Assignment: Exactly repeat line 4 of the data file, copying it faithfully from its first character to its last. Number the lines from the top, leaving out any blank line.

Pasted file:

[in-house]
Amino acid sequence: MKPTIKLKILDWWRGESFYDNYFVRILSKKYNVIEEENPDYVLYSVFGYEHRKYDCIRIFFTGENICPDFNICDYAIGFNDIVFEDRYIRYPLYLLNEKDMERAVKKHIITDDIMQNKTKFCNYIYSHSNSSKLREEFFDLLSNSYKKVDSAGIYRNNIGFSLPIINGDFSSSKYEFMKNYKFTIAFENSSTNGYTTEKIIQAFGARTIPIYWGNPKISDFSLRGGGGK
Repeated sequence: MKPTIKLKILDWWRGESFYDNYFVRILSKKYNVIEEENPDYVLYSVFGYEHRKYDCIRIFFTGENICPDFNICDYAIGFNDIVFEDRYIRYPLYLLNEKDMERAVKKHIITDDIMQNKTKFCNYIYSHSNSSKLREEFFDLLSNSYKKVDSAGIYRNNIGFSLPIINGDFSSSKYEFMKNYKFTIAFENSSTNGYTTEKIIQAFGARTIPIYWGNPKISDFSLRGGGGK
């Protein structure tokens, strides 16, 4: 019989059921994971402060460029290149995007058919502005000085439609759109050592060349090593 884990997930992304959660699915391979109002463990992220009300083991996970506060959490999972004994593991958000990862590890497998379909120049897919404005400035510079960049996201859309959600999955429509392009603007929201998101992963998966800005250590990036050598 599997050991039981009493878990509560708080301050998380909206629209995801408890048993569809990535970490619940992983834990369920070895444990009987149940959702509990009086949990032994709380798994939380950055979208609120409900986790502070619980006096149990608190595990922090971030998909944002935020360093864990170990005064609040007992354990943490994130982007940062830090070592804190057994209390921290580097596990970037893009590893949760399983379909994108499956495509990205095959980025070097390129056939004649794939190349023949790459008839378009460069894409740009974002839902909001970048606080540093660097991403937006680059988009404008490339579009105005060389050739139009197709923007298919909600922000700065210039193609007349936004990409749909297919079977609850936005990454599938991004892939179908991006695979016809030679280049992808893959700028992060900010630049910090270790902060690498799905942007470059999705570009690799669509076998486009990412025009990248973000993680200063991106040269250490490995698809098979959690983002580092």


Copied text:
């Protein structure tokens, strides 16, 4: 019989059921994971402060460029290149995007058919502005000085439609759109050592060349090593 884990997930992304959660699915391979109002463990992220009300083991996970506060959490999972004994593991958000990862590890497998379909120049897919404005400035510079960049996201859309959600999955429509392009603007929201998101992963998966800005250590990036050598 599997050991039981009493878990509560708080301050998380909206629209995801408890048993569809990535970490619940992983834990369920070895444990009987149940959702509990009086949990032994709380798994939380950055979208609120409900986790502070619980006096149990608190595990922090971030998909944002935020360093864990170990005064609040007992354990943490994130982007940062830090070592804190057994209390921290580097596990970037893009590893949760399983379909994108499956495509990205095959980025070097390129056939004649794939190349023949790459008839378009460069894409740009974002839902909001970048606080540093660097991403937006680059988009404008490339579009105005060389050739139009197709923007298919909600922000700065210039193609007349936004990409749909297919079977609850936005990454599938991004892939179908991006695979016809030679280049992808893959700028992060900010630049910090270790902060690498799905942007470059999705570009690799669509076998486009990412025009990248973000993680200063991106040269250490490995698809098979959690983002580092």